Dennis AsKew, ITEA President
During the General Membership meeting this past summer at ITEC 2008, the idea of more equal representation of euphoniumists in the organization was brought up. If you weren’t in attendance, you can likely imagine some good discussion ensued! Certainly, this is not the first time such discussions have taken place, both publicly and privately. In the past, when our organization was known as T.U.B.A., it could be easily understood that confusion could have taken place regarding the euphonium or euphoniumist’s role in our setting. While I fully believe that the status of the euphonium has changed, both in our “area” and in the public view (even though we are nearly a decade into our organization’s name change), there obviously still is work that needs to take place.
Over the years, I’ve been fortunate enough to have access to all of our former journals and read through them on an ongoing basis. Early on in our organization’s history, then President, R. Winston Morris, included the following letter with the Journal, which is provided in its entirety below.
Some of these areas we have certainly addressed, I believe, but others, quite obviously, we are still working on.
I personally would enjoy hearing from everyone by email or phone regarding your feelings about these statements, and what we, as an organization, can continue or begin to do to further our entire family of instruments.
Euphonium Statements – True or False
- The euphonium has no future—it is a dead instrument! True_____ False _____
- The best future of the euphonium player is to pack the horn up and take up trombone! True_____ False _____
- The only possible use for the euphonium is to play “cello parts” in orchestral works transcribed for band and as bands perform less and less of this type of music the instrument will fall into disfavor. True_____ False _____
- Euphonium players have fallen into a rut as far as equipment is concerned and this accounts for the lack of variety in performing styles and lack of incentive to manufacturers to try and improve their product. True_____ False _____
- Euphoniumists, as a group, are evidently not too concerned about the future of their instrument otherwise they would be more vocal about current conditions that many times relegate their instrument to something less than first-class musical citizenship. True_____ False _____
Attention Euphoniumists: If the statements on the outside of the page do not inspire your rage then you need to seriously question exactly how much, in fact, you are committed to your instrument. Unfortunately all of the true-false statements are, if not exact quotes, at least very accurate paraphrases that I have encountered within the past few years. Is there in fact the smallest element of truth in some of these statements?!
I propose that the opportunities afforded euphoniumists as a group and the euphonium as a vital 20th century instrument through T.U.B.A. (“…instruments of the tuba family…”) are the most logical and practical means of creating a new image for the instrument.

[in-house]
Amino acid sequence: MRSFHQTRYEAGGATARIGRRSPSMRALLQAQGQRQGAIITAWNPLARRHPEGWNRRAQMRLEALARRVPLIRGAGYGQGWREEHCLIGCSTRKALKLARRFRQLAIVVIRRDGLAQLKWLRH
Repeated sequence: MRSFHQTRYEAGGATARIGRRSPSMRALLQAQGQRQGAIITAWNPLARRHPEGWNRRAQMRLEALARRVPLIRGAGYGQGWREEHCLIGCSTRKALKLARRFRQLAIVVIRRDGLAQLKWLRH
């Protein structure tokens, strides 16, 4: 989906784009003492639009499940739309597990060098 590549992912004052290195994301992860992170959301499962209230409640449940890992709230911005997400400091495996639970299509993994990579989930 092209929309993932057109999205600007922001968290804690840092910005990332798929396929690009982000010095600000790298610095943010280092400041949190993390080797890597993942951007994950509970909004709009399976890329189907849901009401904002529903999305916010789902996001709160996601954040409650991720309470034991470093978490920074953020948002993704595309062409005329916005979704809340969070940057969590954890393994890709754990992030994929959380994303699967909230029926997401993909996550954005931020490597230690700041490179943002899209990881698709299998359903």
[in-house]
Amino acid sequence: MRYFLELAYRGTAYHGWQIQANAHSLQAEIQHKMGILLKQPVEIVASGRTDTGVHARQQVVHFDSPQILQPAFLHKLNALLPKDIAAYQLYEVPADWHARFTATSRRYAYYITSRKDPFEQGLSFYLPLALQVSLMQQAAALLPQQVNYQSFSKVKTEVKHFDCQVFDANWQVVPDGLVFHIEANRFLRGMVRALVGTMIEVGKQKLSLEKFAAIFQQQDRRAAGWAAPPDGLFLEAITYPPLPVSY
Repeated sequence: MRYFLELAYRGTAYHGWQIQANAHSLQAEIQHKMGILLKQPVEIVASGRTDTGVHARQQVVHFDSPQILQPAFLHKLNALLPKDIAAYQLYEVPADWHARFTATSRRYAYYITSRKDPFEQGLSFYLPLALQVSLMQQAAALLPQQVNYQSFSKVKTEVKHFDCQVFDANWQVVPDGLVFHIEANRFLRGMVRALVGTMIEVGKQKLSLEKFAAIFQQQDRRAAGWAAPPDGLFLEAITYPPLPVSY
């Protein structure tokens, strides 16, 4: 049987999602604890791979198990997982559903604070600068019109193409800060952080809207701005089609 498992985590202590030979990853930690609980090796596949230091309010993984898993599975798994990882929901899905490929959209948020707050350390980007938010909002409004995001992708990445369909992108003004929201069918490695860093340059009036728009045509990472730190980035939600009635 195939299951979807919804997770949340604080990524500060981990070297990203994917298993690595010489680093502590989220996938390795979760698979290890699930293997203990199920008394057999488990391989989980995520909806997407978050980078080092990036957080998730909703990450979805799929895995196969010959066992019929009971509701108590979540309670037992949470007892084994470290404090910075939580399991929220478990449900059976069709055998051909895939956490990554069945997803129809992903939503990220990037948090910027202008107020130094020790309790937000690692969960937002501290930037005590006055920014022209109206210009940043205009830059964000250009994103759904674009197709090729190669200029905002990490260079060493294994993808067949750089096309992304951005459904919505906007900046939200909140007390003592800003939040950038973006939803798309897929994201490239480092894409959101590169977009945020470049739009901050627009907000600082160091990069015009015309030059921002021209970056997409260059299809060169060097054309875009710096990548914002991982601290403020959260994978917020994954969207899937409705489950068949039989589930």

It was my privilege to be actively involved in the earliest days of the formation and structuring of T.U.B.A. In the spring of 1969 Bob Ryker, Les Varner, and I met in Muncie, Indiana, and spent 48 non-stop hours drawing up the first of several T.U.B.A. Constitutions. I have been actively involved in every subsequent change and evolution that out Constitution has been subjected to. It has been my absolute commitment to see that the euphonium (baritone horn, tenor tuba – “…instruments of the tuba family…”) was always seriously considered and included in every activity associated with T.U.B.A. With the full support of others (usually not euphoniumists as such but tubists), the euphonium has been included in every Symposium/Workshop so far. The first commission work for T.U.B.A. contracted by Dan Perantoni was for euphonium and marimba by Samuel Adler. New materials for Euphonium were always included in the T.U.B.A. Newsletter. Ray Young, Earle Louder, Brian Bowman and others were kind enough to submit materials for the Newsletter. It is my intention, as President of T.U.B.A., with the full support of Earle Louder, T.U.B.A. Euphonium Coordinator, to continue to support the advancement of the euphonium in every possible way.
The point of this letter is: T.U.B.A. IS for EUPHONIUM PLAYERS. The state of euphonium membership would indicate that this is not common knowledge! T.U.B.A. affords an opportunity for euphoniumists to organize their thinking. T.U.B.A. offers the potential for exploring new directions in the future of the euphonium. T.U.B.A. can be a point of focus, with the guidance of the Euphonium Coordinator, for euphoniumists everywhere.
Frankly, these statements on the outside concern me greatly! Just the fact that someone somewhere feels justified in making such statements means that someone will start believing them. Maybe euphonium players have fallen into a rut!? Maybe euphonium players a not vocal enough!? Are there really so few people who aspire to high ideals for the euphonium and have a positive attitude towards the instrument?
If you are currently a dues-paying member of T.U.B.A., then please pass this on to as many euphoniumists as you can. If you are not now a dues-paying member of T.U.B.A., and you are concerned about the future of the euphonium: we need you, we need your support—JOIN NOW! Communicate with us and become involved with the future of your instrument.
R. Winston Morris
President – T.U.B.A.